We tend to take our cultivated areas for granted and because we buy most of our food in grocery stores we don't really consider what our food sources are. It is crazy that we can buy produce in one of the grocery chain stores that comes all the way from California yet is cheaper than the local veggies and fruit. Why is that? Well, the agribusiness farms of California grow half the "fresh" produce in the United States and a lot of ours as well. These farms require intensive chemical applications to grow produce on such a large scale, fossil fuels to get them here, and uniformity in product. The food is inexpensive at the cash register but costly in other ways.
How did we get to this industrial style of food production which has made us so dependent on transported produce while we continue to pave over some of the best farmland in Canada?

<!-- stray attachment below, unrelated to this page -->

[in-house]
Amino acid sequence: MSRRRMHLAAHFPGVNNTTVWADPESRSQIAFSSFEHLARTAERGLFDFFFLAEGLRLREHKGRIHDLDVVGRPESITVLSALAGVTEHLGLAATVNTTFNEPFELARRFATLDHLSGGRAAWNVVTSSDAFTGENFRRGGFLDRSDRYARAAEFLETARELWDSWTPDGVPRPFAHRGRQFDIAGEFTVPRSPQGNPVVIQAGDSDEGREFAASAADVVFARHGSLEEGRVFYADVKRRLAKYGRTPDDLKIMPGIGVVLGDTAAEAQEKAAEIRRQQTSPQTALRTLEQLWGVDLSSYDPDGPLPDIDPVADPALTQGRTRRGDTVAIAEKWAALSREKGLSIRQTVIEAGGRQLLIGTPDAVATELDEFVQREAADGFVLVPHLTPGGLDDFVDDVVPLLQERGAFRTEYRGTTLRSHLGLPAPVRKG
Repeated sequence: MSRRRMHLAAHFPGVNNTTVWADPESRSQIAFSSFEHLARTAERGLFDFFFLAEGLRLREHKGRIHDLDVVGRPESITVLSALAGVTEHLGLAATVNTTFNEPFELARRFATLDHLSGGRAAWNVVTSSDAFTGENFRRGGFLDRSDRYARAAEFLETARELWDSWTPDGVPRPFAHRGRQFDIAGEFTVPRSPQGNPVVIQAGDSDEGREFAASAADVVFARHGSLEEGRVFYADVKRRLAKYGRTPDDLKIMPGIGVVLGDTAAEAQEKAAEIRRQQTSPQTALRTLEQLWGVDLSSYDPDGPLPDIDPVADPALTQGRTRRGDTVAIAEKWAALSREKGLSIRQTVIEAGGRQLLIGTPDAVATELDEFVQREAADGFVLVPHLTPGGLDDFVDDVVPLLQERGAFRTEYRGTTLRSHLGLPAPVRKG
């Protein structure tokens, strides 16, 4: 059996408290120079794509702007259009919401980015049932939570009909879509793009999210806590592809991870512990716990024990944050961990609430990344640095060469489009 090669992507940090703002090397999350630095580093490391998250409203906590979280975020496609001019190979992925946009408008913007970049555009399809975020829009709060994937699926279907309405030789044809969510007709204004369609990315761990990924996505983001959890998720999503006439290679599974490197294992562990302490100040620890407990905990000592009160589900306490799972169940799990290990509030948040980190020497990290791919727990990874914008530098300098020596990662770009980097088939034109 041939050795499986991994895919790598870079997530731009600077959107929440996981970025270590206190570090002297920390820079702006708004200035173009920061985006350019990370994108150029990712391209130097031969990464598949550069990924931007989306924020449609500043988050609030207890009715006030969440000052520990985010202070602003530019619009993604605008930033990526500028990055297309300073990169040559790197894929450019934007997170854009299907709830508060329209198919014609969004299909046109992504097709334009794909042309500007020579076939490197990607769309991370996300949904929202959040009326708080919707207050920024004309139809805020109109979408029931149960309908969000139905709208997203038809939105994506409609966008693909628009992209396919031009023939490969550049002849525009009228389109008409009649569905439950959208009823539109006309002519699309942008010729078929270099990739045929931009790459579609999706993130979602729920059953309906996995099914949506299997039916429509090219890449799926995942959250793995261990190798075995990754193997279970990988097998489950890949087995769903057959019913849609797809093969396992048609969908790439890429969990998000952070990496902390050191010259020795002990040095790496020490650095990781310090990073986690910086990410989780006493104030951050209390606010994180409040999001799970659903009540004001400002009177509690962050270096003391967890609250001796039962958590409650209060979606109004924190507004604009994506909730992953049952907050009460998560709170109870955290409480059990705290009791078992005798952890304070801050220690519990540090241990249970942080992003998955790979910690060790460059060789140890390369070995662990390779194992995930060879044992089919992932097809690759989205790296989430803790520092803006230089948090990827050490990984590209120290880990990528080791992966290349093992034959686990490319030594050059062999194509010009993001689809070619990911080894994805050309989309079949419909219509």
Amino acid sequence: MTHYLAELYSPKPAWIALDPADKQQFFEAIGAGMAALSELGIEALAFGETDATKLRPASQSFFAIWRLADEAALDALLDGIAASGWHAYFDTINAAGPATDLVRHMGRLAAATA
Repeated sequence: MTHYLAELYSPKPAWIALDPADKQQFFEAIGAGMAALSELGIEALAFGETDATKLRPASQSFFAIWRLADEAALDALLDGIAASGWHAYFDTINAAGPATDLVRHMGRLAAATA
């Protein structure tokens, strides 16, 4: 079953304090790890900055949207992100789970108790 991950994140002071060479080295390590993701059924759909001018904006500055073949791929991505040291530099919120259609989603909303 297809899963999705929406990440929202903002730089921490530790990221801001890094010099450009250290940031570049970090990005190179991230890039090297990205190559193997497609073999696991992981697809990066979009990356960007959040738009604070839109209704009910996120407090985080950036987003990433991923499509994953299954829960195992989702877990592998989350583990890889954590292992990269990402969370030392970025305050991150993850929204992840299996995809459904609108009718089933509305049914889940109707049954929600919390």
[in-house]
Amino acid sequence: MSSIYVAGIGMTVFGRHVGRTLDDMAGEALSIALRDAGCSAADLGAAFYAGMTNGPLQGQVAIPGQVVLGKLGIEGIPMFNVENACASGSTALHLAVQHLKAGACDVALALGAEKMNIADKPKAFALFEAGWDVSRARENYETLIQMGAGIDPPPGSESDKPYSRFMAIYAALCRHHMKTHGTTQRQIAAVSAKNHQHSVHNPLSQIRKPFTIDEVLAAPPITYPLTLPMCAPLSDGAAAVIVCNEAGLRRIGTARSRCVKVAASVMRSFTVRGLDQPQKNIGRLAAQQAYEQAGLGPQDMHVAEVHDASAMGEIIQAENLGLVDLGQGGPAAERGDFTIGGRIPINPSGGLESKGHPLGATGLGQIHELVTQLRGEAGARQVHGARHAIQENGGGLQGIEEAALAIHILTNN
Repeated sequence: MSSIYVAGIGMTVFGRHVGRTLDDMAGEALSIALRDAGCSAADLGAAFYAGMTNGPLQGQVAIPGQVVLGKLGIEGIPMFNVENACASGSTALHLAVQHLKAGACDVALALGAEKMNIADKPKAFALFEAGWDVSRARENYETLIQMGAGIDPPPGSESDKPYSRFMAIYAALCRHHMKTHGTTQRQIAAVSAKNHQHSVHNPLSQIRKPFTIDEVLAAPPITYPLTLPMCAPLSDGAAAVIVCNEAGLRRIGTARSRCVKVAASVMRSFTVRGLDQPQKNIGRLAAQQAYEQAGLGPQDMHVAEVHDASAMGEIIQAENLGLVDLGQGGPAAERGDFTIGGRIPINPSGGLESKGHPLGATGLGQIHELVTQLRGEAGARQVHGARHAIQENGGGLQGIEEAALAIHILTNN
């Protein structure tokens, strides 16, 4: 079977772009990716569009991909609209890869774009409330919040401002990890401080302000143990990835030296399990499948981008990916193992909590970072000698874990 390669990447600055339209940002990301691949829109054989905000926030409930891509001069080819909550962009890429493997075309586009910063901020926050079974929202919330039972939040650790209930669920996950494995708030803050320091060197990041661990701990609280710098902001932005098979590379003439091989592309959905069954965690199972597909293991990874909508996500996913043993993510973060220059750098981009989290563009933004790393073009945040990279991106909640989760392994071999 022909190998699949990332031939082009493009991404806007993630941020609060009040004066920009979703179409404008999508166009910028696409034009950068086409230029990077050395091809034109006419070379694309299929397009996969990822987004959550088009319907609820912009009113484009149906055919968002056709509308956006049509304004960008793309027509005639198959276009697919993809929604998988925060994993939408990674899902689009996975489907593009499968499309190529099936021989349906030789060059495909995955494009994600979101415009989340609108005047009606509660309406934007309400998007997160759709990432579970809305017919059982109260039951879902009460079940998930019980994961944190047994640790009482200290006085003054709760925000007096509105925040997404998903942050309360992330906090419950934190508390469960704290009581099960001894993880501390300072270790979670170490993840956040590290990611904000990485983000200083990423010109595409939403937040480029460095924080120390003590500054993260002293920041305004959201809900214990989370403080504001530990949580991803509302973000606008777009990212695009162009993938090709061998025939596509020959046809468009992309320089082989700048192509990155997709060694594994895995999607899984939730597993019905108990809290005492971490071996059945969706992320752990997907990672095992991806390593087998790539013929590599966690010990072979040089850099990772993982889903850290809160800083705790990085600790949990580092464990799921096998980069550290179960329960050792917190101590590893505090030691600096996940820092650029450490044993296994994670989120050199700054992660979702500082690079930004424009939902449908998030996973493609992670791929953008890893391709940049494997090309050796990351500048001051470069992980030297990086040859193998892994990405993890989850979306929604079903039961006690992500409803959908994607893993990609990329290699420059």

Several years ago I wrote about a novel called Jayber Crow by Wendell Berry. Berry is a college professor, a farmer, and a Christian. The story is told by the local barber, Jayber Crow, who watches through the decades as his farm community changes. His neighbour Ashley Keith farms his 500 acres in a sustainable way but when his son-in-law takes over he has big ideas and moves to an agribusiness model. It is a well told but sad tale.
So much of the Old Testament considers the land and its importance as a gift from God and as a trust to humans. Perhaps we need to read it a little more carefully.